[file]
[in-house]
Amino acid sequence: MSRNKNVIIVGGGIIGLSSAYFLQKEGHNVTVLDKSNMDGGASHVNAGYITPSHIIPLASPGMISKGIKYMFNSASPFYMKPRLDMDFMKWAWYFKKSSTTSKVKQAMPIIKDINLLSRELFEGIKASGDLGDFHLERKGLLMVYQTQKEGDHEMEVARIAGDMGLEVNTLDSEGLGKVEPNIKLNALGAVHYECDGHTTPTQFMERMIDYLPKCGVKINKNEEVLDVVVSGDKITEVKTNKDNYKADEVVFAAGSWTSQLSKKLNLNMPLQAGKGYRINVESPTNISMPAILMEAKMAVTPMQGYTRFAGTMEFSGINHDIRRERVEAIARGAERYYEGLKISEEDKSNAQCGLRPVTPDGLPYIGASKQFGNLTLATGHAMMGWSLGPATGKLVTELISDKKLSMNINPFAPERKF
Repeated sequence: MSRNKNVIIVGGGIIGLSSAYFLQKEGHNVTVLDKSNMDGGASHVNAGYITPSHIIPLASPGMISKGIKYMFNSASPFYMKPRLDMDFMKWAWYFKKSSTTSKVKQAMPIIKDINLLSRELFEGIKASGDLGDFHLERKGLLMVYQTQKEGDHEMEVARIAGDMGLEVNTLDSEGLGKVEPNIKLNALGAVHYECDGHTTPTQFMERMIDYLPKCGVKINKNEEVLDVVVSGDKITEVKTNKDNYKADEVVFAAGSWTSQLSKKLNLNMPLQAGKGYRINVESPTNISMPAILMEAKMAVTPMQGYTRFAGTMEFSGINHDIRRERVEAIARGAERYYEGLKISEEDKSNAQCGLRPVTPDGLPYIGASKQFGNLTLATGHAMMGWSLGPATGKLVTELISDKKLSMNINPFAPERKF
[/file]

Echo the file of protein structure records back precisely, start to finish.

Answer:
[in-house]
Amino acid sequence: MSRNKNVIIVGGGIIGLSSAYFLQKEGHNVTVLDKSNMDGGASHVNAGYITPSHIIPLASPGMISKGIKYMFNSASPFYMKPRLDMDFMKWAWYFKKSSTTSKVKQAMPIIKDINLLSRELFEGIKASGDLGDFHLERKGLLMVYQTQKEGDHEMEVARIAGDMGLEVNTLDSEGLGKVEPNIKLNALGAVHYECDGHTTPTQFMERMIDYLPKCGVKINKNEEVLDVVVSGDKITEVKTNKDNYKADEVVFAAGSWTSQLSKKLNLNMPLQAGKGYRINVESPTNISMPAILMEAKMAVTPMQGYTRFAGTMEFSGINHDIRRERVEAIARGAERYYEGLKISEEDKSNAQCGLRPVTPDGLPYIGASKQFGNLTLATGHAMMGWSLGPATGKLVTELISDKKLSMNINPFAPERKF
Repeated sequence: MSRNKNVIIVGGGIIGLSSAYFLQKEGHNVTVLDKSNMDGGASHVNAGYITPSHIIPLASPGMISKGIKYMFNSASPFYMKPRLDMDFMKWAWYFKKSSTTSKVKQAMPIIKDINLLSRELFEGIKASGDLGDFHLERKGLLMVYQTQKEGDHEMEVARIAGDMGLEVNTLDSEGLGKVEPNIKLNALGAVHYECDGHTTPTQFMERMIDYLPKCGVKINKNEEVLDVVVSGDKITEVKTNKDNYKADEVVFAAGSWTSQLSKKLNLNMPLQAGKGYRINVESPTNISMPAILMEAKMAVTPMQGYTRFAGTMEFSGINHDIRRERVEAIARGAERYYEGLKISEEDKSNAQCGLRPVTPDGLPYIGASKQFGNLTLATGHAMMGWSLGPATGKLVTELISDKKLSMNINPFAPERKF